You are currently browsing the monthly archive for March 2008.
Today we have another guest post from “The Teach” Guy Jones. In previous postings we’ve talked about dressing for success and also dressing for the right place at the right time to help separate work like from home life. What happens if the same principles are applied to schools?
Many people argue the importance of dressing in an appropriate way at work. In business, the way people dress can set a strong first impression and, in many ways, reflect the way in which people work. In much the same way, many continue to debate the relative merits of school uniform.
The DSCF strongly encourages schools to have a uniform to instill pride and support positive behavour. They argue that it helps to build an identity with, and support for, the school ethos. I would second this view. Wearing a uniform protects children from social pressures to dress in a particular way. It helps nurture cohesion and promotes good relations between different groups of pupils. Above all, many schools believe that school uniform supports effective teaching and learning.
So why do so many not want to wear it then? It has to be said that most school uniform is outdated and unfashionable. In what setting, for example, do woman ever where ties outside of an education environment? Many schools have recently found that adopting a more fashionable business -like dress code has had a dramatic effect on both school morale and general behavour. Perhaps this can be put down to current fashions, or that powerful, successful business people may be becoming role models. For whatever reason, pupils feel valued and inspired.
Anything that can be seen to motivate and raise the aspirations of young people in this way must be worthwhile.
Today Binsey sends us a message from the other side and gives us a few tips on how to deal better with your first week in a new role.Some things I have learnt in the last week:
- Commuting – listening to Classic FM is a great way of clearing your mind on the way to or from work. If you have a tendency to go into auto-pilot; choose to do so when you are behind a car that is potentially going to the same place you are. Shell trucks are deceiving; they give the impression of going the same way as you (i.e. big truck, narrow road); but they tend to make deliveries at Shell stations if they happen to be passing them. It can be very disorientating to suddenly find yourself in a petrol forecourt.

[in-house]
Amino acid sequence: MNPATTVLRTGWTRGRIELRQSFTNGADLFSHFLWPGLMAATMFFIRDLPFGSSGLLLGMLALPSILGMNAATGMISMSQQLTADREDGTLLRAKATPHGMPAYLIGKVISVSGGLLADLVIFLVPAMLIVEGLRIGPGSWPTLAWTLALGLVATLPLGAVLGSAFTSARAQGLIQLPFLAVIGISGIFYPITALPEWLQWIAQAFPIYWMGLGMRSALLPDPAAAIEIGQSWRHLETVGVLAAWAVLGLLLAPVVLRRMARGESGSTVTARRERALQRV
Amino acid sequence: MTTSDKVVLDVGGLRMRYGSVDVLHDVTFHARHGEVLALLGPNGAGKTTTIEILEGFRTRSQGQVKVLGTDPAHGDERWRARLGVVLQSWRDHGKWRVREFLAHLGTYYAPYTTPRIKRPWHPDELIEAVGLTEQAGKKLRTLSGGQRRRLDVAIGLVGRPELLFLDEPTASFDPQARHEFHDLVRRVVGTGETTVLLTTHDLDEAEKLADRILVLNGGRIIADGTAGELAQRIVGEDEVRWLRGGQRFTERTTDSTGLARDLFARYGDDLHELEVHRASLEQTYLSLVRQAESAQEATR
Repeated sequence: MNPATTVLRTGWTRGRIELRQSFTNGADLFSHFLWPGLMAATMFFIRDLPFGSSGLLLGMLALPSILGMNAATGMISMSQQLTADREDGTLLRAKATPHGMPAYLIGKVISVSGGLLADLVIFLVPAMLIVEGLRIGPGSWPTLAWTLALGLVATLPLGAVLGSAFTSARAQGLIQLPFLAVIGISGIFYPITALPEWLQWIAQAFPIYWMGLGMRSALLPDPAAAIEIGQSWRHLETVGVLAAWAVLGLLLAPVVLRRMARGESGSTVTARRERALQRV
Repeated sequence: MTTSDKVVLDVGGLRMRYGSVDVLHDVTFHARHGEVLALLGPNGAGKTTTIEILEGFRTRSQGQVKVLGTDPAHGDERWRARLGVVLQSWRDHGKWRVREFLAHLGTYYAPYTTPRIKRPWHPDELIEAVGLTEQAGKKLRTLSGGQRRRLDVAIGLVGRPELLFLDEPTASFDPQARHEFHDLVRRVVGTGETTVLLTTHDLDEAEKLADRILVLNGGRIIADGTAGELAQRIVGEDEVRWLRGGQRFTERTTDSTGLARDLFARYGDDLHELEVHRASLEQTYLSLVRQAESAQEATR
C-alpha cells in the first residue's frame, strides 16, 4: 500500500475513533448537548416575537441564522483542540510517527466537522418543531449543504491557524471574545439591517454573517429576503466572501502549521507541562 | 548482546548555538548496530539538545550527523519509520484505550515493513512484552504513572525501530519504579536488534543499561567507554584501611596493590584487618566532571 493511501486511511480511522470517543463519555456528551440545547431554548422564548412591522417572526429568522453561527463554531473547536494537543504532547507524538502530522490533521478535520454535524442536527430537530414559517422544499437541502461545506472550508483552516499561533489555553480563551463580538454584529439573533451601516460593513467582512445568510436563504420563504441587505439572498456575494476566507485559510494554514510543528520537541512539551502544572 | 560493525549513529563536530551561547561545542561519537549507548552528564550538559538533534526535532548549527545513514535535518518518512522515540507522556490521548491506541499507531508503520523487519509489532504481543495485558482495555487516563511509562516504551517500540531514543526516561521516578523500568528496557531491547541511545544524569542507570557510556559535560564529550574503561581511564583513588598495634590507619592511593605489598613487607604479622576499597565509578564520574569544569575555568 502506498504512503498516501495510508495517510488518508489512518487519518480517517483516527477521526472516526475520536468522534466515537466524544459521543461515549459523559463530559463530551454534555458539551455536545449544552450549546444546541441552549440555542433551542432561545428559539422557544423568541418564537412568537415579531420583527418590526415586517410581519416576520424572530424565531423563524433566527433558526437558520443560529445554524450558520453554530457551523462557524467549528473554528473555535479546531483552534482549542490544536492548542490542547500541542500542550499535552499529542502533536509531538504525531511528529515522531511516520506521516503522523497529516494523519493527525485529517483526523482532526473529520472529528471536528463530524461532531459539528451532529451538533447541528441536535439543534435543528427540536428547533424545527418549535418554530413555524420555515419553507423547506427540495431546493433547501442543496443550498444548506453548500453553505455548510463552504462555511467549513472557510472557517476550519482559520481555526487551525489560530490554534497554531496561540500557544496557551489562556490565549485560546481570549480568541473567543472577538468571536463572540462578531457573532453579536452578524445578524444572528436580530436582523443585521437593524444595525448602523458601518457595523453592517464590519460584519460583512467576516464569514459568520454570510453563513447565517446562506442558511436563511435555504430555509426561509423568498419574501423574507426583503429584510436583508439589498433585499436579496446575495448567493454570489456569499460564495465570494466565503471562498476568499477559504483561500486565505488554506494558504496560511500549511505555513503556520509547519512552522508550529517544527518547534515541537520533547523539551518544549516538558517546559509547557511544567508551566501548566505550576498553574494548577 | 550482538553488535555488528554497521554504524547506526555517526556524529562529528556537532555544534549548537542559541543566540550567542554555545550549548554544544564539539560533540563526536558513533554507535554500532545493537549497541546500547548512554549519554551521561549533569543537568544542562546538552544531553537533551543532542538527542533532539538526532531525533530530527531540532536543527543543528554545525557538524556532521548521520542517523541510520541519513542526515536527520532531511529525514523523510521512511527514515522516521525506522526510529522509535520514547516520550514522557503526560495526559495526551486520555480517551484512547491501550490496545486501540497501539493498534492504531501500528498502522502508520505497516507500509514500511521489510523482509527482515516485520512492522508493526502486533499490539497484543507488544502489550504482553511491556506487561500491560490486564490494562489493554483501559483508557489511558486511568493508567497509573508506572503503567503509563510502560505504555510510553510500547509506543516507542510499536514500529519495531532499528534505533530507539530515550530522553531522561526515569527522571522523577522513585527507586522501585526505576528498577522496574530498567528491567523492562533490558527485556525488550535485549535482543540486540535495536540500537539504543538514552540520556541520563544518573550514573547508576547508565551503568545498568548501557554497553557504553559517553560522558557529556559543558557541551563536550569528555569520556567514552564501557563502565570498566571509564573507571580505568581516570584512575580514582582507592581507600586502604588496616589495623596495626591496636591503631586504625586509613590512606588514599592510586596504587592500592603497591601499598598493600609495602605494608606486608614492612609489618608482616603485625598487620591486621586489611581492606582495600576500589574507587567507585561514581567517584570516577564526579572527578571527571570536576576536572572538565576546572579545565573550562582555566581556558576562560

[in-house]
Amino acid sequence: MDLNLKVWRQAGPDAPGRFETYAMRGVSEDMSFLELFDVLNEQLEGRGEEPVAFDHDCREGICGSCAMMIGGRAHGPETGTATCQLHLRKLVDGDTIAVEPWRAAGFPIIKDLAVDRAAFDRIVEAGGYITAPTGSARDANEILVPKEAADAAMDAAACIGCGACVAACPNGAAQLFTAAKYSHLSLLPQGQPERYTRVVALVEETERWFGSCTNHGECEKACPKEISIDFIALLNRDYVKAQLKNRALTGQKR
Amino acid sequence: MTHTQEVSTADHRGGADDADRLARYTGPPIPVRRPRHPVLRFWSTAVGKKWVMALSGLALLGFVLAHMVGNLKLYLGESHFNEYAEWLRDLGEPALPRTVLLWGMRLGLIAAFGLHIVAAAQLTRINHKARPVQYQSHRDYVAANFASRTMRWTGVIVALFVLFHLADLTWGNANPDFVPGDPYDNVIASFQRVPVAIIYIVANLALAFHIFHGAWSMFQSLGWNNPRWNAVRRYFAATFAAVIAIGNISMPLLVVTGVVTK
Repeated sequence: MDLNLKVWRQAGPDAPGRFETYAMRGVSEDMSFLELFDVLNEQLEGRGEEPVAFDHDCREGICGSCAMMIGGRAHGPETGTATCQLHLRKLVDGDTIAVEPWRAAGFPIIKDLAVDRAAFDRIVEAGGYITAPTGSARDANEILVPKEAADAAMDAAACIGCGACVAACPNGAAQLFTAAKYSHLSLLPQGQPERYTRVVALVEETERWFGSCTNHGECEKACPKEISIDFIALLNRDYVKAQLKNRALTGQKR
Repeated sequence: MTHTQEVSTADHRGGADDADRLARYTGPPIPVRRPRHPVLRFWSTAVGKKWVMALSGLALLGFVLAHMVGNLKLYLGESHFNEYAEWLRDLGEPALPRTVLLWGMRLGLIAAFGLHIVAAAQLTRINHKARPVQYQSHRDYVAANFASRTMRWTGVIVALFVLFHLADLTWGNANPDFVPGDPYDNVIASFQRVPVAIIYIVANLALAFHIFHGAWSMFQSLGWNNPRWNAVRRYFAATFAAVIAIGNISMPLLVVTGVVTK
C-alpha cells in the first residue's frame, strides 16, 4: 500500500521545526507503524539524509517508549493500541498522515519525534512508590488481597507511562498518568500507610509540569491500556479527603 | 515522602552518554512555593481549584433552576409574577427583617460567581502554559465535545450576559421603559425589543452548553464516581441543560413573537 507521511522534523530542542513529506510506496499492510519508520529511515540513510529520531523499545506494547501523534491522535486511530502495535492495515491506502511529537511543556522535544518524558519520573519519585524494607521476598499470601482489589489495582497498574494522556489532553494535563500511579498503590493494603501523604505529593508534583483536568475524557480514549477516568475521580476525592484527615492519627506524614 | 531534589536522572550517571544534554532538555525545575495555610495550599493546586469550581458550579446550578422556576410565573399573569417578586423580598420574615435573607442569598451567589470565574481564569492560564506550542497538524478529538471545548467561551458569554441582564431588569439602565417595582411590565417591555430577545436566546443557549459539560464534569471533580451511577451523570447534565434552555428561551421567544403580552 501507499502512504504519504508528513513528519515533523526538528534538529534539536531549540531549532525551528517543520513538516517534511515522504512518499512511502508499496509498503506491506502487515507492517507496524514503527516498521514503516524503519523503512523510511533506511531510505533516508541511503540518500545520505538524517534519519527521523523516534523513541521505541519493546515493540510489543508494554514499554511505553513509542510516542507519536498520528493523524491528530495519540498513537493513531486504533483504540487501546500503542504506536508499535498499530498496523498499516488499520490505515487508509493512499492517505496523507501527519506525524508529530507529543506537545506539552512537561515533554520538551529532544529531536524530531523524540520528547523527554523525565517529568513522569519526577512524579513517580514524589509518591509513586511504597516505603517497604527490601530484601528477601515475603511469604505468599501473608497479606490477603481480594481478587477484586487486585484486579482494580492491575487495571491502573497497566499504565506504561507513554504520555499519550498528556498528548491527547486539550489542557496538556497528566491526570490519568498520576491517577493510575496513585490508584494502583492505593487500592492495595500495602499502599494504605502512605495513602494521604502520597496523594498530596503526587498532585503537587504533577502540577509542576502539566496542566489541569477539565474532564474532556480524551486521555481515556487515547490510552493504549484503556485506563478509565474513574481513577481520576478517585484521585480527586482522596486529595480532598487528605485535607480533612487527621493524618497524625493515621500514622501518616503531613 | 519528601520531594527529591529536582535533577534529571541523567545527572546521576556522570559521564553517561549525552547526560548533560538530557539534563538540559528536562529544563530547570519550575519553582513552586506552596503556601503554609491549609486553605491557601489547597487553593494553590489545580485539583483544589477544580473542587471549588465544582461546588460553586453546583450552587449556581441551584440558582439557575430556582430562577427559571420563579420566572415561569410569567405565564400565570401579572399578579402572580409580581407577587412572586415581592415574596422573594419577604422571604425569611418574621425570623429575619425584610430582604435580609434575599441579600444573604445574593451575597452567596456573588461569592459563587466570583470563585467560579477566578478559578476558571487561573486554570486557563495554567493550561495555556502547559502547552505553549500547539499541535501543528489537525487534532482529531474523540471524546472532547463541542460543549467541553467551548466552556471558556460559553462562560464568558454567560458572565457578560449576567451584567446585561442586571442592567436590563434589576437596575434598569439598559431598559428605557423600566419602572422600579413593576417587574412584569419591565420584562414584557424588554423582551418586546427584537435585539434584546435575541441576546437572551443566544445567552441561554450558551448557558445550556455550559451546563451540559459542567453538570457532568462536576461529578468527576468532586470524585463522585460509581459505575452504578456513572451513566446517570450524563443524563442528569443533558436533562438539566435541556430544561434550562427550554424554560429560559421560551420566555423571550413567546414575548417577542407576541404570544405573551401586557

- Appearance part 1 – by all means aim to look good and check the dress code for your first day. Wear a coffee coloured outfit just in case the lids in your new organisation don’t fit properly. This makes you much less self conscious when attending a trade review attended by 40 directors and heads of, wearing the majority of a skinny latte.
- Appearance part 2 – personal grooming is also recommended if you want to look your best. However, beware of battery operated eyebrow shapers; especially of you decide to experiment without using a mirror. They are great for trimming excess hair, but if not carefully controlled can leave you with a chav-like bald stripe.
- Communication – a really good idea is to carefully check your external email addresses carefully before you send any “hi babe, missing you” type emails to your beloved. I cannot stress too strongly – if you get a response saying the email has probably come through to the wrong person as they don’t know you – CHECK THE EMAIL ADDRESS AGAIN. Do not, under any circumstance reply, calling your beloved “a numpty”. There is a very high probability that you are actually writing to someone with the same name in your new organisation… and they are actually the Head of Design.
Well we’re back from Mount Snowdon and we are all still alive. That’s the good news.
The bad news is that we didn’t make it to the top, not that getting to the top was our original intention anyway. Excuses, excuses…
The lesson learnt is that sometimes your day job gets in the way of your personal goals. In our case this was no bad thing as our day job involved making a film about leadership and we succeeded in that area, probably even better than we could have hoped for as we had such great weather for this time of year, making photographing a beautiful landscape all the more simple. Sadly climbing to the top of our personal mountain will have to wait for another time.
Needless to say the point at which we all realised we needed to turn back was a gutting moment, to the extent of us probably not fully understanding the reasons why but like any good team we respected the opinion of our leader Clay Lowe and got the hell out of dodge before the weather turned too bad.
Upon reaching base the reality of our journey hit home – our walk started at 9am and ended at 5:15 pm, the turning point was half the way up Snowdon and if we had continued there would have been no way of us making it back before dark. This is a journey that Clay has made before in the record time of 1 hour 20 mins one way.
That darned film making thing just got in the way and took too much time. Lucky then that we love it so much.
The big learn from the day is that we should all trust our leaders, no matter how despondent we get when we can’t reach our goals. A good leader will still get you home no matter what. The mountain can be conquered tomorrow after all.
A big thanks to Clay Lowe and his Ascent leadership course.